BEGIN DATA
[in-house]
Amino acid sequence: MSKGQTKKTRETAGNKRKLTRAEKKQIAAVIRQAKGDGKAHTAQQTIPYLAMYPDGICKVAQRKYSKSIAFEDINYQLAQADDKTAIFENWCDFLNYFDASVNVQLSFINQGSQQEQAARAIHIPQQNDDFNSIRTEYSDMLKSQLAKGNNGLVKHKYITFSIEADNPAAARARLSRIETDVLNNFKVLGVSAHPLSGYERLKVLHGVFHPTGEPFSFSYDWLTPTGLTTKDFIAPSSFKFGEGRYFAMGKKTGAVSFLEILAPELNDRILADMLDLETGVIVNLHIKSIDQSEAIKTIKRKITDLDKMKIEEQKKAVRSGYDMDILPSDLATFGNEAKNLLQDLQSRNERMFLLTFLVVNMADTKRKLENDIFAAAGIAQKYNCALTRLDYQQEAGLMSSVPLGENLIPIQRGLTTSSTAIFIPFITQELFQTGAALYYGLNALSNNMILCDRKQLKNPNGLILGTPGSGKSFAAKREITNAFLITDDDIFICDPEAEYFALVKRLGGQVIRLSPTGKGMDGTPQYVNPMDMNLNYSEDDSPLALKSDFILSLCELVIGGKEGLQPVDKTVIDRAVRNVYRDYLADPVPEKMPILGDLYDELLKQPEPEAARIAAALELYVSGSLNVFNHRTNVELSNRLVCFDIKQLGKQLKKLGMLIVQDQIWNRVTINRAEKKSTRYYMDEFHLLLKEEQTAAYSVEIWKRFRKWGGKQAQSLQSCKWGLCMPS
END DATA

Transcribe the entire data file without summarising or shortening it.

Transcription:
[in-house]
Amino acid sequence: MSKGQTKKTRETAGNKRKLTRAEKKQIAAVIRQAKGDGKAHTAQQTIPYLAMYPDGICKVAQRKYSKSIAFEDINYQLAQADDKTAIFENWCDFLNYFDASVNVQLSFINQGSQQEQAARAIHIPQQNDDFNSIRTEYSDMLKSQLAKGNNGLVKHKYITFSIEADNPAAARARLSRIETDVLNNFKVLGVSAHPLSGYERLKVLHGVFHPTGEPFSFSYDWLTPTGLTTKDFIAPSSFKFGEGRYFAMGKKTGAVSFLEILAPELNDRILADMLDLETGVIVNLHIKSIDQSEAIKTIKRKITDLDKMKIEEQKKAVRSGYDMDILPSDLATFGNEAKNLLQDLQSRNERMFLLTFLVVNMADTKRKLENDIFAAAGIAQKYNCALTRLDYQQEAGLMSSVPLGENLIPIQRGLTTSSTAIFIPFITQELFQTGAALYYGLNALSNNMILCDRKQLKNPNGLILGTPGSGKSFAAKREITNAFLITDDDIFICDPEAEYFALVKRLGGQVIRLSPTGKGMDGTPQYVNPMDMNLNYSEDDSPLALKSDFILSLCELVIGGKEGLQPVDKTVIDRAVRNVYRDYLADPVPEKMPILGDLYDELLKQPEPEAARIAAALELYVSGSLNVFNHRTNVELSNRLVCFDIKQLGKQLKKLGMLIVQDQIWNRVTINRAEKKSTRYYMDEFHLLLKEEQTAAYSVEIWKRFRKWGGKQAQSLQSCKWGLCMPS